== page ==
This Domestic Violence Awareness Month, let’s give Connecticut survivors a chance at fair sentences

When Patrice Smith was 15 years old, she was convicted of second-degree murder for killing 71-year-old Robert Robinson. Smith had refused to have sex with Robinson, prompting him to attack her and threaten to shoot her. In the months leading up to this incident, Robinson had repeatedly raped, sexually abused, and exploited Smith. He paid her for sexual acts, asked her to have sex with his friends, and requested that she bring other “young girls” to him. Despite ample evidence of This abuse, Smith was sentenced to 25 years-to-life in prison.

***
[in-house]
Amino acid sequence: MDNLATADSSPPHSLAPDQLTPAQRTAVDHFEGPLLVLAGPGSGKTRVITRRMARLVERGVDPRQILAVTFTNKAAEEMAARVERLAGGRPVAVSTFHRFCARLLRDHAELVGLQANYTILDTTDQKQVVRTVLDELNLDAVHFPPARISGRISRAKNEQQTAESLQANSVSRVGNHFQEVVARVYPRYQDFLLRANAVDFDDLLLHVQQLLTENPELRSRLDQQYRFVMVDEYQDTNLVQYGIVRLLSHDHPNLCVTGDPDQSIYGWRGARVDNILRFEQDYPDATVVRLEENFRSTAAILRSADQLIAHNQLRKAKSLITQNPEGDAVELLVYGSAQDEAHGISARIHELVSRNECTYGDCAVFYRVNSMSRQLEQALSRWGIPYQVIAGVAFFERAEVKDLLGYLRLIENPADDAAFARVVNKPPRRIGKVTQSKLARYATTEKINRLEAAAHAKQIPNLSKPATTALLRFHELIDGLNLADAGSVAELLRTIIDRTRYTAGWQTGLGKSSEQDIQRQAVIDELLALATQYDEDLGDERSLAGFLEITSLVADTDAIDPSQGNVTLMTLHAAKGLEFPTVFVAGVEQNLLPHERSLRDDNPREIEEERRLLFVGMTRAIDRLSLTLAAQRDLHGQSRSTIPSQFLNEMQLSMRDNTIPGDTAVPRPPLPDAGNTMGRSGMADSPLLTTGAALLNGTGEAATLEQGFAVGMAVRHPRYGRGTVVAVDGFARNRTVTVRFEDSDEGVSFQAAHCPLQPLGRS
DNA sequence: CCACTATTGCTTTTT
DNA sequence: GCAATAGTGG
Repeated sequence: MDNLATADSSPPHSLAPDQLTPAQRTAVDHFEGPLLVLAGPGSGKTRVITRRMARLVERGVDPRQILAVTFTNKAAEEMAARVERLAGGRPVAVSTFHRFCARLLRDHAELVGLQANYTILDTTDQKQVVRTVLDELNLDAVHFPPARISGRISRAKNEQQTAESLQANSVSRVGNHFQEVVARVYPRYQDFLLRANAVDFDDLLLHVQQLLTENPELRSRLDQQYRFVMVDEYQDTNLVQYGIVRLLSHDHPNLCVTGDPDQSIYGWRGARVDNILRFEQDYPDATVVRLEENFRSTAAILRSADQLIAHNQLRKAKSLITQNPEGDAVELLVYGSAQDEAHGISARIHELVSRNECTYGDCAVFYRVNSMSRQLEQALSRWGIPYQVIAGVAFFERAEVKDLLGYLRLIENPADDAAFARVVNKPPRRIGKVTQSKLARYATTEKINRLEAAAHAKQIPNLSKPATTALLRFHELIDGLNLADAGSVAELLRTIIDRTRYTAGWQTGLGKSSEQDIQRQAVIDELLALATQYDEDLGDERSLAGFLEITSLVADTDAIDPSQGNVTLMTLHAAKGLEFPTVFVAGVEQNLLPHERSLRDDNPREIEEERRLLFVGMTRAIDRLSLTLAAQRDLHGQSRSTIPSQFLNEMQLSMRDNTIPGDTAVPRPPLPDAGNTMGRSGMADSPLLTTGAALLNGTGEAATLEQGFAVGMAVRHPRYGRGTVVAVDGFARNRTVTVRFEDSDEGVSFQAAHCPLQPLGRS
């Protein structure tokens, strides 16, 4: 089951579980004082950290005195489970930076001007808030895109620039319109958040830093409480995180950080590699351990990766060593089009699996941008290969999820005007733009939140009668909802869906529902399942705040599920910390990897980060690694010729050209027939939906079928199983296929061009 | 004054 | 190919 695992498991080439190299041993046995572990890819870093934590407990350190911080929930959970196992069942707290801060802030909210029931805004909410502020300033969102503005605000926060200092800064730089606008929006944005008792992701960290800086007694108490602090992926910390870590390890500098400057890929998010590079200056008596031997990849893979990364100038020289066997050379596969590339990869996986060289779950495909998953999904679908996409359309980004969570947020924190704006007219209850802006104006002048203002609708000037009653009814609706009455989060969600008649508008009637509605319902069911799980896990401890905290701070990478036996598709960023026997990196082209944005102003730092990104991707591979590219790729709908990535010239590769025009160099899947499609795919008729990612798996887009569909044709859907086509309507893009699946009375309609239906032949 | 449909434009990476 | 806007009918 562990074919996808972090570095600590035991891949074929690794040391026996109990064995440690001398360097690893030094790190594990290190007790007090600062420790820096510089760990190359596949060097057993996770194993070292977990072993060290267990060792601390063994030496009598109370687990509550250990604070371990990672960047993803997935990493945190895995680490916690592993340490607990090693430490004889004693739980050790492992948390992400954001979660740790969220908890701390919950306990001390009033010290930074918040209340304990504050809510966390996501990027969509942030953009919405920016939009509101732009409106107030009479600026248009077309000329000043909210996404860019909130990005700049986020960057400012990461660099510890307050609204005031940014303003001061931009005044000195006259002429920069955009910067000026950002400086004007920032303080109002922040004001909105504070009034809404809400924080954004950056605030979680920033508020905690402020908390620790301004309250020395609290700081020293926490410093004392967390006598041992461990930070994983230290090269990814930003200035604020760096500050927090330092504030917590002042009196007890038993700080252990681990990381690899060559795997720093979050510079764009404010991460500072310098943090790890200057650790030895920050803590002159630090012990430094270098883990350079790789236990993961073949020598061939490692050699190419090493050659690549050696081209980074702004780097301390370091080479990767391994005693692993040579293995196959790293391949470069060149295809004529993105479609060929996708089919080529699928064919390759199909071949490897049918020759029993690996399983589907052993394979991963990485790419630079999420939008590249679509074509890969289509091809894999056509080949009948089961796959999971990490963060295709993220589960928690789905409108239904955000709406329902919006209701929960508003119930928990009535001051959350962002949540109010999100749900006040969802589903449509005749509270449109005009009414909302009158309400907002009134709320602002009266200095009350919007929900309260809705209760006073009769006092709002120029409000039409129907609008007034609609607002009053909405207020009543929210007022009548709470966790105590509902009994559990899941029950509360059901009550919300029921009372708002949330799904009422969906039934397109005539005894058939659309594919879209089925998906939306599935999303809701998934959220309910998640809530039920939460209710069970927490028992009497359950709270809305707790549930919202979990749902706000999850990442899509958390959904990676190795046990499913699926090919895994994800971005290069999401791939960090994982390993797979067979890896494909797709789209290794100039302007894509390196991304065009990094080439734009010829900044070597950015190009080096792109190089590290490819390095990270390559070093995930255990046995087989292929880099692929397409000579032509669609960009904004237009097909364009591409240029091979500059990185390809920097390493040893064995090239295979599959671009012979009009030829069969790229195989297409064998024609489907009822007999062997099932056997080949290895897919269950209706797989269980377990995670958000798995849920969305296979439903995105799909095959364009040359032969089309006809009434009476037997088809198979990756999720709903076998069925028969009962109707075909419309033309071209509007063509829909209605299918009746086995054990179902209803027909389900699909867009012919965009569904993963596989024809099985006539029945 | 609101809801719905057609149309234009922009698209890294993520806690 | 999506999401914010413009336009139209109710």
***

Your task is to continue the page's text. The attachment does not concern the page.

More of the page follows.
Stories like Patrice Smith’s are common among incarcerated women. Over the last 40 years, the number of incarcerated women in the United States has increased by more than 475%. The vast majority of incarcerated women are survivors of physical or sexual abuse, often at the hands of intimate partners or family members. Countless others have experienced other forms of domestic violence, including emotional abuse, financial abuse, and coercive control.

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Jorge Oliveira

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